"Le Monde est une Poesie": Paris, At Last!

Sunset over Place de la Bastille
“Le Monde est une Poesie” 
                      -- Yaseen Khan, Paris, Isle-de-France

Paris for the first time was poetry.

I’ve been trying to get to the City of Light since I was 21, my head full of textbook French and Je m’appelle’s and Je voudrais’.  More than twice that age now, and celebrating a big birthday ending in a “0,” I set out for Paris with my mouth wide open. 

Yaseen Khan with me & Sandi
On the left bank, I met Yaseen Khan, an elegantly dressed Indian poet-philosopher with crisp blue eyes, a shock of white hair hanging over his forehead who spoke to me as if he knew everything about me as I stood translating the poems scrawled on his pen and gouache paintings taped to the iron fence surrounding the Saint-Germain-des-Pres church. 

“You know what it means,” he said, pointing, “in your heart.” On the fence near Khan’s work in big letters:  “Le Monde est une Poesie” – The world is poetry.  I bought a painting for Greg with a bit of verse by the Portuguese writer Fernando Pessoa:  “Je t’aime comme L'Amour aimer” -  I love you like Love loves.”

Then Khan asked me to write him a poem.  And I did, on the spot.
from la patisserie

My stay à Paris was rushing and brief—the days full of walking and walking and lovely, unexpected sun—but I tried to put as much of it in my mouth as possible.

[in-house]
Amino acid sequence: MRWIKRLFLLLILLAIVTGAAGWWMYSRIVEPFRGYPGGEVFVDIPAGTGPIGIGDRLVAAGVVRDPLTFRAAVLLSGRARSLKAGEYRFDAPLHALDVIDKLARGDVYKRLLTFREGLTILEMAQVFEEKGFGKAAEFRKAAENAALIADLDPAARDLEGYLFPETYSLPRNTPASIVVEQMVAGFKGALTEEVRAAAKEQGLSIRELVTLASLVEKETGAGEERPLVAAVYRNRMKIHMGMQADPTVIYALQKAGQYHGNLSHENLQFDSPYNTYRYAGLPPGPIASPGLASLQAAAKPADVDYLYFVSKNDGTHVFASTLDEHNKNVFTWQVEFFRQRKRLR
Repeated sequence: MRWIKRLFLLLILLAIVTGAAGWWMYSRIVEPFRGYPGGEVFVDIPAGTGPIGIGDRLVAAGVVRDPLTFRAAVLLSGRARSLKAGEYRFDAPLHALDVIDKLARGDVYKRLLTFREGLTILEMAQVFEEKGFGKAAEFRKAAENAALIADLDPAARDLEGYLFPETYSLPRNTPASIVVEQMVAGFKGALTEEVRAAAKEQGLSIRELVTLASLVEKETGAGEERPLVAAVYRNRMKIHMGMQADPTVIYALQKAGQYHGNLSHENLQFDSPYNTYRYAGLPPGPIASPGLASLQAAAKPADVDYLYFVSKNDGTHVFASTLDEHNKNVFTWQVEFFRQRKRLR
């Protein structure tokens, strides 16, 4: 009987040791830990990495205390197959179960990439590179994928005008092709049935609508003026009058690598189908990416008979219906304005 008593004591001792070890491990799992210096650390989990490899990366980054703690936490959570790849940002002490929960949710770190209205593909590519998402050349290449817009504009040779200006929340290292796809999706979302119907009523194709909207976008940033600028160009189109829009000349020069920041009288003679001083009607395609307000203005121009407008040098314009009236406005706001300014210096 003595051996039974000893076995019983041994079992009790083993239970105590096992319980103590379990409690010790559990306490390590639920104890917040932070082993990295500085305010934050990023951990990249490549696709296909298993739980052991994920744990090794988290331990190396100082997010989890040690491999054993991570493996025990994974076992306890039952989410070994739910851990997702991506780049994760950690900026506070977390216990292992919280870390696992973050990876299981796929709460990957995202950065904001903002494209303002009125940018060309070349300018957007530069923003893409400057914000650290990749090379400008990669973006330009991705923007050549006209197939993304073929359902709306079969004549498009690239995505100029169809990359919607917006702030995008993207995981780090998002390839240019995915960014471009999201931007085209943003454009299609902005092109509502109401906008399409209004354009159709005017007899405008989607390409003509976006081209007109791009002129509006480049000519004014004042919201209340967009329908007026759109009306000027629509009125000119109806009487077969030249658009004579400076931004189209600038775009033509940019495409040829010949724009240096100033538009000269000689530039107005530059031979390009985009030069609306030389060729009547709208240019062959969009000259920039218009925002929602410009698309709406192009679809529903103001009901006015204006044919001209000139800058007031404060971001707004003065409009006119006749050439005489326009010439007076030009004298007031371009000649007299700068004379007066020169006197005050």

These  small poems formed on my tongue as I tasted the City of Light. 


In Paris,
you eat cake
because it’s beautiful
and pink
and charmant.

When I die, let there be plenty of pink cake,
enough to say that I had a very good life, 
full of sweet and beautiful things.


pain au chocolat







The morning of my birthday
I ate pain au chocolat
the tender silk and crunch I'd been dreaming 
as long as there have been stars--
perfect with a Veuve Clicquot.


breakfast Veuve Clicquot





I ordered une coup de champagne
every single Paris day.

My first night, unexpectedly alone,
I sipped glass after glass, 
writing in French
as if I was born to sin
in any language.







In Paris, there are poems written for the trees:
"if you have an arbor on your street,
your thoughts will be less difficult
your eyes more free
and you hands more desirous in the night."








In Luxembourg, I drank and ate where Hemingway drank and ate and thought of the liquor of oysters and brandy  eaten with good bread that formed his days.  I thought of the poetry of the paired-down line, and later, in Pere Lachaise, I left my pen on the grave of Gertrude Stein.  My own days full of words and and food, as I'd hoped they'd be.

Paris, je t'aime.  I will come again.











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